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Marbin’s first three studio albums reveled a diverse band that mixed art rock, jazz fusion, blues rock and middle eastern music into interesting CDs that balanced melodic sensitivity with high energy jazzy rock. There was always a feeling that guitarist DanI Rabin wouldn’t mind pushing aside some of the more sensitive material and show the world what he was really capable of on the guitar, and on the new live CD, “Third Set”, that is what we get. Gone are most of the melodic ballads, while the amount of high octane rock fusion numbers increase, the end result; a new guitar hero is born. It always seemed like Dani Rabin had this sort of performance inside him, and on “Third Set” his inner guitar-hero is finally set free. This is jazz rock guitar playing on the rock side of things with a very heavy distorted and saturated sound somewhere in-between Jeff Beck, Steve Vai, Oz Noy and Jimi Hendrix. Sometimes when Dani unleashes a steady stream of notes on the high end of the neck, he almost recalls the late Pete Cosey on Miles’ “Agharta” album. Dani’s strong melodic sense can also recall Mike Stern, another famous Miles sideman.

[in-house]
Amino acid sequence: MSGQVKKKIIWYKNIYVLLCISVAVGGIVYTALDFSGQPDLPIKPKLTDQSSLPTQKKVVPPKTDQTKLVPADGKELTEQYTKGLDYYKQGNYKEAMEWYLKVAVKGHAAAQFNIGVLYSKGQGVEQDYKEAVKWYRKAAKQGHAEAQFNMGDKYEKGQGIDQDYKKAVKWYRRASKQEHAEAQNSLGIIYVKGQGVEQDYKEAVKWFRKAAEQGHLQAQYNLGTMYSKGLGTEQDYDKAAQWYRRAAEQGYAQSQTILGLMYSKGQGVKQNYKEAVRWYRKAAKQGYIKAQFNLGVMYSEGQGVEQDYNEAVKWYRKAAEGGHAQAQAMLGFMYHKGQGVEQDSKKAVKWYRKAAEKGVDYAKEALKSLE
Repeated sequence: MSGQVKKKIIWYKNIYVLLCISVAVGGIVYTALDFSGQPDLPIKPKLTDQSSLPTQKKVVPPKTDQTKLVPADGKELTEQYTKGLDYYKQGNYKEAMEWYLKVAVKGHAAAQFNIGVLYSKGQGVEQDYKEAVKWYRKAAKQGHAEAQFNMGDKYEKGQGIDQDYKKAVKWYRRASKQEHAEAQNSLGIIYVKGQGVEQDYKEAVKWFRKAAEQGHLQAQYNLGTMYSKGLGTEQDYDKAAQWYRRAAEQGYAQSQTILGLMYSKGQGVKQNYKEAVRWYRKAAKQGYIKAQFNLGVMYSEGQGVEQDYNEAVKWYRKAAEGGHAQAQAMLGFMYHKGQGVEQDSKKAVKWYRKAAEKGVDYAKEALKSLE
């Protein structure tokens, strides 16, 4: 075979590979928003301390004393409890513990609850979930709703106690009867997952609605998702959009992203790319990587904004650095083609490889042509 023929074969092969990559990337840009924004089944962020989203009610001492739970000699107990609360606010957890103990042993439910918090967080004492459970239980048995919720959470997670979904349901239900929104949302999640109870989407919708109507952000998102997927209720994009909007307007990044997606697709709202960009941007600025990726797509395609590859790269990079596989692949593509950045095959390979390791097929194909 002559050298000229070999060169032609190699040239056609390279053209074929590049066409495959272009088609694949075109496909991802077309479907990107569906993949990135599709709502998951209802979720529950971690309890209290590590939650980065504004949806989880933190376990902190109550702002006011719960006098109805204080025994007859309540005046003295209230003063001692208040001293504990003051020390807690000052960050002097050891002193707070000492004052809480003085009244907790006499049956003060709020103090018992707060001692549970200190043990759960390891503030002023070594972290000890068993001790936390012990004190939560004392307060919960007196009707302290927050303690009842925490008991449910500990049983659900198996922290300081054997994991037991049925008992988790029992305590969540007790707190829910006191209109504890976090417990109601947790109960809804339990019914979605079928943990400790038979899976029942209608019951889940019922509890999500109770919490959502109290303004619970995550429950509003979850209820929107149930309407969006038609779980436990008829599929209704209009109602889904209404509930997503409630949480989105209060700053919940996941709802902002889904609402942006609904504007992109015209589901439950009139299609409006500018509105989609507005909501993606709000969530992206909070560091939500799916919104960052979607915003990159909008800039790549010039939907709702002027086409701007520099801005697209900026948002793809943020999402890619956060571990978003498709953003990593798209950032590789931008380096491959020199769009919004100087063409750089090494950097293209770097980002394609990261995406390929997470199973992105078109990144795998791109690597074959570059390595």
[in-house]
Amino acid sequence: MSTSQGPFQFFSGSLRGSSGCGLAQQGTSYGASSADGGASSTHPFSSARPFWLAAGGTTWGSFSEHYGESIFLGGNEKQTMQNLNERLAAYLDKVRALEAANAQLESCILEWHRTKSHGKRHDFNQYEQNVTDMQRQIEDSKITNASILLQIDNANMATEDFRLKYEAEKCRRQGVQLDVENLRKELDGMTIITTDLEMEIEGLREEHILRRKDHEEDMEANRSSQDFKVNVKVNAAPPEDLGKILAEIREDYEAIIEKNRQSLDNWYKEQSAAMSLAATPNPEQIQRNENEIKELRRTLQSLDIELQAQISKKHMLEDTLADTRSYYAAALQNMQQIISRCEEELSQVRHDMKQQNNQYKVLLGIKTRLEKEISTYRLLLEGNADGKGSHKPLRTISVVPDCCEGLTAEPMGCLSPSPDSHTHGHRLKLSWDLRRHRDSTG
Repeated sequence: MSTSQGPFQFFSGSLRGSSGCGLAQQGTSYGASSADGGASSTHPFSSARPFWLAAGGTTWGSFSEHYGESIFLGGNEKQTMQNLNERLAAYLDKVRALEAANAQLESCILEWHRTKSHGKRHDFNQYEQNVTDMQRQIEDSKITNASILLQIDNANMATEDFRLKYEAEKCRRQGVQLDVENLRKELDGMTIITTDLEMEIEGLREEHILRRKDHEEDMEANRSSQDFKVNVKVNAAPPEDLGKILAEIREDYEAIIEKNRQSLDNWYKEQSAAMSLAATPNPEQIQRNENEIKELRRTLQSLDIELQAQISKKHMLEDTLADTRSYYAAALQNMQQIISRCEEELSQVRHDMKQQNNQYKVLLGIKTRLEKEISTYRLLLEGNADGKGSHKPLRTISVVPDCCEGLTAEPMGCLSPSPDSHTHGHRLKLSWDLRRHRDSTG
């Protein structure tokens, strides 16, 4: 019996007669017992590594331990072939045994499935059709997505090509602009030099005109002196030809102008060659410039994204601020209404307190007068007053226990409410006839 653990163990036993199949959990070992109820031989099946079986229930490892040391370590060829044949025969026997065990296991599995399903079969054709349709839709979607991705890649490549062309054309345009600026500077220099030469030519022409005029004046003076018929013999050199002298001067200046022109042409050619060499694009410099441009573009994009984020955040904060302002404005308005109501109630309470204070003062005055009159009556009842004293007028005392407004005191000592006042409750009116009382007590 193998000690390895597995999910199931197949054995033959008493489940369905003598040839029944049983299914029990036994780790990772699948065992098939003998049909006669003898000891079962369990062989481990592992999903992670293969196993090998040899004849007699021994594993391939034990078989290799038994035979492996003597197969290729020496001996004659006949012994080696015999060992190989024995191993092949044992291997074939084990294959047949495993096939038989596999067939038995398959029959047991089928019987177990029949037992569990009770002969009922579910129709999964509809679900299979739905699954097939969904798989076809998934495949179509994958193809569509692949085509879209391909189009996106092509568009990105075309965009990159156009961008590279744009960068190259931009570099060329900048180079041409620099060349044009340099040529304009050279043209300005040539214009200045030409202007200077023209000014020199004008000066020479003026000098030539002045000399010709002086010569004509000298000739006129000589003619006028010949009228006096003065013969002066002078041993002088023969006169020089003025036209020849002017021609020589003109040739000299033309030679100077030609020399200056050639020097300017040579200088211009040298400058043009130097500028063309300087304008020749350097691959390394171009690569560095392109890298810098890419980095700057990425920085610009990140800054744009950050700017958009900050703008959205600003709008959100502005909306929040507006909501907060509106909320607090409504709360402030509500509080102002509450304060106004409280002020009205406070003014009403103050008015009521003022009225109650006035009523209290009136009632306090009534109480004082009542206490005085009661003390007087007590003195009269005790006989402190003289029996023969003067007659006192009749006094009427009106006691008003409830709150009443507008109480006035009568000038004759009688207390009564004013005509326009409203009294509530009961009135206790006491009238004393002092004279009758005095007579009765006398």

Although this live CD leans more towards Rabin and the rockier side of things, saxophonist and fellow band co-leader, Danny Markovitch, definitely adds some fire of his own. Danny’s playing on here adjusts to the heavy feel by playing a lot of guitar-like fast repeating riffs, rather than the flowing lines of a jazz approach. His choice of high end saxophone sounds, such as the soprano sax, may seem at odds with the heavy guitar, but he makes it work. Once again the album “Agharta” comes to mind on which saxophonist Sonny Fortune would play rock like riffs on the soprano sax over Miles’ heavy psychedelic band. Not everything on “Third Set” is heavy, on the song “Culture”, Markovitch opens with an unaccompanied solo that shows his interest in middle-eastern music. Also, the tracks “Crystal Bells” and “Northern Odyssey” act as instrumental power ballads among the more high octane numbers.